EPA institutes new oil-refinery-emissions rules, tougher standards set

It seems there can’t be oil refining without pollution being released into the air on account of it. The trick is to minimize the amount of air pollution created from oil-refining processes and this cannot happen unless mitigation measures are put into effect to achieve that end. Which is why the U.S. Environmental Protection Agency (EPA) has just established a new air standard that gets to the heart of this very thing.

“The new rule establishes first-ever national ‘fenceline’ monitoring requirements that direct refineries to install air monitors ‘on the fence’ where pollution leaves oil refinery property and pours into neighboring communities,” Earthjustice in its Sept. 29, 2015 press release: “Community and Environmental Groups Herald Improvements in New Oil Refinery Pollution Standards, Victory: All U.S. refineries must measure benzene in communities for the first time,” explained. “The monitors will measure the dangerous pollutant, benzene, and if benzene is too high, refineries will be required to take action to reduce their emissions.

There are some 150 U.S.-based oil refineries discharging each year in excess of 20,000 tons of harmful emissions including benzene and toluene, chemicals linked to cancer, Earthjustice added.

“According to the EPA, the new rule reduces cancer risk and the threats of other health hazards significantly for more than one million Americans by preventing thousands of tons of toxins from being released into the air every year.

“Other improvements include:

  • New monitoring and operating requirements to minimize pollution from the harmful burning of waste gas, called flaring.
  • Tighter control requirements on emissions from various parts of refineries like delayed coker units and storage tanks.
  • Removal of an unlawful loophole, which enabled refineries to get away with dangerous, uncontrolled releases of pollutants when refineries are starting up, shutting down, and malfunctioning.”

With implementation of this rule, many lives could be saved.

“These standards are especially needed to bring new protections for public health to all exposed communities, which are disproportionately lower income and communities of color, in which children are particularly vulnerable to toxic exposure,” Earthjustice in the release insisted. “Yet they also highlight the need for the EPA to keep working to further strengthen protections for communities from refineries’ pollution and the health and safety hazards they cause.”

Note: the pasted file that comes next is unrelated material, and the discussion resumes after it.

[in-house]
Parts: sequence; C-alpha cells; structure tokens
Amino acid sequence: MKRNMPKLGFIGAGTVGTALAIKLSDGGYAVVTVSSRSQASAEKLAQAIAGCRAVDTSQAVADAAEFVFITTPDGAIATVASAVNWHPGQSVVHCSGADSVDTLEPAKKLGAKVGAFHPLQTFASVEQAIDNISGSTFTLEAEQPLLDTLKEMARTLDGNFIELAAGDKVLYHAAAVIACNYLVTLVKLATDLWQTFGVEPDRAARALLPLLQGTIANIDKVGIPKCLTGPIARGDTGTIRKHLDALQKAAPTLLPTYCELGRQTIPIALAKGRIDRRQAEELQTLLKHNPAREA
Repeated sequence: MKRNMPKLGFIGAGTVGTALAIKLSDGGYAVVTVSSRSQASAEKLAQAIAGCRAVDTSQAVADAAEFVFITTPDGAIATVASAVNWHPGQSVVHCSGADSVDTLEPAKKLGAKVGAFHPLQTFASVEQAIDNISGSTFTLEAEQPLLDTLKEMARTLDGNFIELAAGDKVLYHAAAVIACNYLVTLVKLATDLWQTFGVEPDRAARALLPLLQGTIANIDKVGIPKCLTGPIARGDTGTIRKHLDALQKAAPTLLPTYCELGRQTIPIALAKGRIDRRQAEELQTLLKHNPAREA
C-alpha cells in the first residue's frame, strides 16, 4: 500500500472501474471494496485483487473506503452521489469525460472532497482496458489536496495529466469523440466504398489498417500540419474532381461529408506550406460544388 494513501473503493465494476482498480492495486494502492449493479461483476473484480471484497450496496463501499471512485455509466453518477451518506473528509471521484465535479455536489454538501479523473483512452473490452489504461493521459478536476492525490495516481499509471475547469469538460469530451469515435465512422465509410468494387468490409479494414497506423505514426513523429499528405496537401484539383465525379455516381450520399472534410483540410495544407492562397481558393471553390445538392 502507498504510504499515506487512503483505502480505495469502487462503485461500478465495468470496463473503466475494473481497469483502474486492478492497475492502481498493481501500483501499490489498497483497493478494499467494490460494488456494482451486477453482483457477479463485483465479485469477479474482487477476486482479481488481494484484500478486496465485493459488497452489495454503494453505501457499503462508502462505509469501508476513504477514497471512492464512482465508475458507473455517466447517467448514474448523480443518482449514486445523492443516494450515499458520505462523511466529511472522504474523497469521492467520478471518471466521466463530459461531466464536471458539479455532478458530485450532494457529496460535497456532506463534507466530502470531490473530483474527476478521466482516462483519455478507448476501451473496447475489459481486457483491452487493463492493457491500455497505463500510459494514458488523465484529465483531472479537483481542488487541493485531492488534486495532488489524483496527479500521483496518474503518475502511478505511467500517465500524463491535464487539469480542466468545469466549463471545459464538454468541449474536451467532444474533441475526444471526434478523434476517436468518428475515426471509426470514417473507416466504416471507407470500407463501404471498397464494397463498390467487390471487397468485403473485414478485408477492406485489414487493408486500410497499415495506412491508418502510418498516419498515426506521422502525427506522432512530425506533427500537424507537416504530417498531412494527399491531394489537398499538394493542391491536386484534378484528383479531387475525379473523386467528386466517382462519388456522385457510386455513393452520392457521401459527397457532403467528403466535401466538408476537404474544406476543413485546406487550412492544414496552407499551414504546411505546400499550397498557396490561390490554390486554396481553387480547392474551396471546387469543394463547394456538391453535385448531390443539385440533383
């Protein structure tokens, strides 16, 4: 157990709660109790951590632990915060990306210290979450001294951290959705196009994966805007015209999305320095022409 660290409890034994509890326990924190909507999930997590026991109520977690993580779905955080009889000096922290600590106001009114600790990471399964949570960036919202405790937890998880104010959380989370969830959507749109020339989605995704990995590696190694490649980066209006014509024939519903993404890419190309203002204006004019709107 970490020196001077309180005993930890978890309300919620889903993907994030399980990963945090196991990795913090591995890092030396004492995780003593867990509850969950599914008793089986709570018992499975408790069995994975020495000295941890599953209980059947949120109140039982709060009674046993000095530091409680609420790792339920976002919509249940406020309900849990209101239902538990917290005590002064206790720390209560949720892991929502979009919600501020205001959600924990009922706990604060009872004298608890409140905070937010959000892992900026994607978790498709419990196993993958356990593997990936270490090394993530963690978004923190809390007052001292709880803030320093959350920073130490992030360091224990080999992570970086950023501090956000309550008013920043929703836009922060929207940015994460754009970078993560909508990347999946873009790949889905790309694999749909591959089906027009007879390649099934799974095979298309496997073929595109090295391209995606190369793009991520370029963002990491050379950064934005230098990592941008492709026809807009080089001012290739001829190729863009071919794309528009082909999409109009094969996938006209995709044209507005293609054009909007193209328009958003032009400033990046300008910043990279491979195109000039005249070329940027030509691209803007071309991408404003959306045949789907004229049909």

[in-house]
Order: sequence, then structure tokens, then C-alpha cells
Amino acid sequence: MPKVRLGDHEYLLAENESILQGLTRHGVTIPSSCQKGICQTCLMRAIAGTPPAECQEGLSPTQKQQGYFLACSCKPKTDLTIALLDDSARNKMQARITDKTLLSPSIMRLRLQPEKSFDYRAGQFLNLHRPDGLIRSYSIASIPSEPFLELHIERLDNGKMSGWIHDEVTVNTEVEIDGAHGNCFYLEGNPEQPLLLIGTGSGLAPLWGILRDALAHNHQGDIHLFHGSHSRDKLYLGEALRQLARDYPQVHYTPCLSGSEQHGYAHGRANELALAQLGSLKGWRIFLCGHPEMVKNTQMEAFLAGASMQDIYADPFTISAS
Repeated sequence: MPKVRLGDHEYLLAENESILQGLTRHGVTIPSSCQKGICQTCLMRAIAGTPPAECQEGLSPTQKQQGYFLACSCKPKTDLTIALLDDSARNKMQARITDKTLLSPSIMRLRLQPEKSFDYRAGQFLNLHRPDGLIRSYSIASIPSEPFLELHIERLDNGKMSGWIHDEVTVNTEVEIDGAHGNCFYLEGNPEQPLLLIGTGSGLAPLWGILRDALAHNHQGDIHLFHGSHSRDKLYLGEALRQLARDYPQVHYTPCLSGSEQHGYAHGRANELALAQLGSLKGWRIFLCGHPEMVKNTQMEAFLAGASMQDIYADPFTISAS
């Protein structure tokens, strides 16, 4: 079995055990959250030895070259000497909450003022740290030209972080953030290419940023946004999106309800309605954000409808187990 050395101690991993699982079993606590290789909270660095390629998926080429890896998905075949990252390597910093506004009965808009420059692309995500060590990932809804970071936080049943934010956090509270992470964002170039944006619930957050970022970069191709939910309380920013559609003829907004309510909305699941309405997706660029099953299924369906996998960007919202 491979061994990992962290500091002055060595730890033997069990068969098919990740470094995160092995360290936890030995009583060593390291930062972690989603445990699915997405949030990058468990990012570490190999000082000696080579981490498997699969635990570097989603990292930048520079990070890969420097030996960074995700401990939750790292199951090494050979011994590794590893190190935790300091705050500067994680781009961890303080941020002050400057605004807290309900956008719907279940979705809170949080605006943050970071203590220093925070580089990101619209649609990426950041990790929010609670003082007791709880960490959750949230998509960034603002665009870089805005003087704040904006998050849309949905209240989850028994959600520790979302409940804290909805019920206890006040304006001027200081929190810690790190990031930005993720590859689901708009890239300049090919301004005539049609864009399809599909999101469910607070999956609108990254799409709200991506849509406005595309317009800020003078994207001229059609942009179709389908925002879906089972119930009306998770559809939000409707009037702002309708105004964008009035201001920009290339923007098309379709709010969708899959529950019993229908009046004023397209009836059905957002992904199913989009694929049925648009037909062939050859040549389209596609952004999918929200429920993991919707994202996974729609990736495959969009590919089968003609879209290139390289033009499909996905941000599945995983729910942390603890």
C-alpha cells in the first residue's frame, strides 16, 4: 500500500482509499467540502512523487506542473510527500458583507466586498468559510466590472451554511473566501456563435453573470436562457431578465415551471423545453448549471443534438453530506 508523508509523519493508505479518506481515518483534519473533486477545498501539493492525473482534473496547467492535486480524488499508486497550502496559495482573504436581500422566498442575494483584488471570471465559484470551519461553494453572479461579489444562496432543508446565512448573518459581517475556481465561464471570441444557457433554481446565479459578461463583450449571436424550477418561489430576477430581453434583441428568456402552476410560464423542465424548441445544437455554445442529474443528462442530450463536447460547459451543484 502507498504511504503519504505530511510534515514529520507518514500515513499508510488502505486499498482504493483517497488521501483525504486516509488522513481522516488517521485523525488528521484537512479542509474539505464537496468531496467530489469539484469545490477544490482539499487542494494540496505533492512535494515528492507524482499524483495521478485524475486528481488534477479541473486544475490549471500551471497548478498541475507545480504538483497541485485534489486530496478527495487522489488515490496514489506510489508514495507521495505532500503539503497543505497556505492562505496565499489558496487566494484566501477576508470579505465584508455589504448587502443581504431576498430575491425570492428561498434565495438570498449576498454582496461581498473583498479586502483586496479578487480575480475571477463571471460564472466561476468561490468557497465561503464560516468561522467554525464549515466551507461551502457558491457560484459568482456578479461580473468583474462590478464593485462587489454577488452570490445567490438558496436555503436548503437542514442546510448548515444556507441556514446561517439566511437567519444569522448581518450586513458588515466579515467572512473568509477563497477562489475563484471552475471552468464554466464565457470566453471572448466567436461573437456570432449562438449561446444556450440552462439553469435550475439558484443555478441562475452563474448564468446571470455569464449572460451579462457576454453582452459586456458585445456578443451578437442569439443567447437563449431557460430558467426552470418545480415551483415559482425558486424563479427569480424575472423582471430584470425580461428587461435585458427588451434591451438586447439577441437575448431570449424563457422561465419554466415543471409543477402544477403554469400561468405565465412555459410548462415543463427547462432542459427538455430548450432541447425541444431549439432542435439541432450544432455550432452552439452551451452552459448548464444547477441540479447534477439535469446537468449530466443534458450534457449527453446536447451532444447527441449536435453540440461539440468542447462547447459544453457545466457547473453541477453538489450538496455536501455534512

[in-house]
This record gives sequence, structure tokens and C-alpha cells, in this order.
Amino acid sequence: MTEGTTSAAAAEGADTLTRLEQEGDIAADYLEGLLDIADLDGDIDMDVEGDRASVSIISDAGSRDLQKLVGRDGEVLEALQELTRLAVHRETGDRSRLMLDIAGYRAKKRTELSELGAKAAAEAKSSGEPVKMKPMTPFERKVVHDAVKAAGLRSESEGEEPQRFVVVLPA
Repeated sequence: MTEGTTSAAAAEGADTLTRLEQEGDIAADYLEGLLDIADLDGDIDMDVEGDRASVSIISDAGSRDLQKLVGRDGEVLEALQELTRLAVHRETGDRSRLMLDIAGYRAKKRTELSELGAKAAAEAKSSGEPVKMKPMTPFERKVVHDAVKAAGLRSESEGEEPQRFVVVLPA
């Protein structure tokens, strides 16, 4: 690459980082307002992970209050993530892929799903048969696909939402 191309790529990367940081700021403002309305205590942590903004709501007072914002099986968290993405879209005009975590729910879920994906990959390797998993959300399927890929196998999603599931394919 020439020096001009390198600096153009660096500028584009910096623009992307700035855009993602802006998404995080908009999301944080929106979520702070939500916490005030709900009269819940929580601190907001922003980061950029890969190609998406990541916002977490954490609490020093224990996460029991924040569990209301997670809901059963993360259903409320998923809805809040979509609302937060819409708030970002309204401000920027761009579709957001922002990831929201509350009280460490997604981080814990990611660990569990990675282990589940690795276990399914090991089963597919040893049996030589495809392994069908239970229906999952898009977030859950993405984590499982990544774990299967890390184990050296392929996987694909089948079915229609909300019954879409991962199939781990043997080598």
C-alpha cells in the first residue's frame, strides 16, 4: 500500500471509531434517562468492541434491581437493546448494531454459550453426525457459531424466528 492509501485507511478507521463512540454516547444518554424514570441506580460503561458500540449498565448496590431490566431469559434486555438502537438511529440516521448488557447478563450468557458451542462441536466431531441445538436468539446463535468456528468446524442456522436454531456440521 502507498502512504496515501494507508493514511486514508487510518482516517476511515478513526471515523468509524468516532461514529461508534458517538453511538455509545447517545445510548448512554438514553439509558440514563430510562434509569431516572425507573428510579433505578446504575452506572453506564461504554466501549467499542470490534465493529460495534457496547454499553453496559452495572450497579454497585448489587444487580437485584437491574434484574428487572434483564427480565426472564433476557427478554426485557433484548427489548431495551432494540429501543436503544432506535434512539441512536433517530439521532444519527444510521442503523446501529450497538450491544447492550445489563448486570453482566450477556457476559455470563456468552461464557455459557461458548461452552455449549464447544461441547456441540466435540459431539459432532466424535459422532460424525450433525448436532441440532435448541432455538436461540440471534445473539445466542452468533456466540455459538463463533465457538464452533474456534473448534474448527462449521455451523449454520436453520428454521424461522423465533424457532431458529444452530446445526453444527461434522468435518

More work will be critical for fully carrying out the new rules and to make certain all refineries “eventually use the best available monitoring technology in place at some facilities to assure communities the protection from pollution that all Americans deserve,” Earthjustice went on.

Meanwhile, the EPA in its own release wrote: “When fully implemented, the rule will result in a reduction of 5,200 tons per year of toxic air pollutants, and 50,000 tons per year of volatile organic compounds (VOCs). Also, as a co-benefit of these final standards, EPA projects that these standards will eliminate emissions of greenhouse gases equivalent to approximately 660,000 tons per year of CO2. These cost-effective steps will have no noticeable impact on the cost of petroleum products at the approximately 150 petroleum refineries around the country.”

Moreover, the EPA explained that benzene monitoring will be full-circle, in other words, no location around refineries excluded from the surveillance-coverage zone, the monitoring in question able to detect the chemical at low levels even, and data from said monitoring being made accessible and available on the EPA’s website.

“Other specific requirements in this rule will virtually eliminate visible flare emissions and releases by pressure release devices by requiring a comprehensive program of process changes and pollution prevention measures for these emission sources,” added the federal regulatory agency in the EPA release. “It will also require additional emission reductions from storage tanks and delayed coking units, some of which had no previous required controls.”

Published by Alan Kandel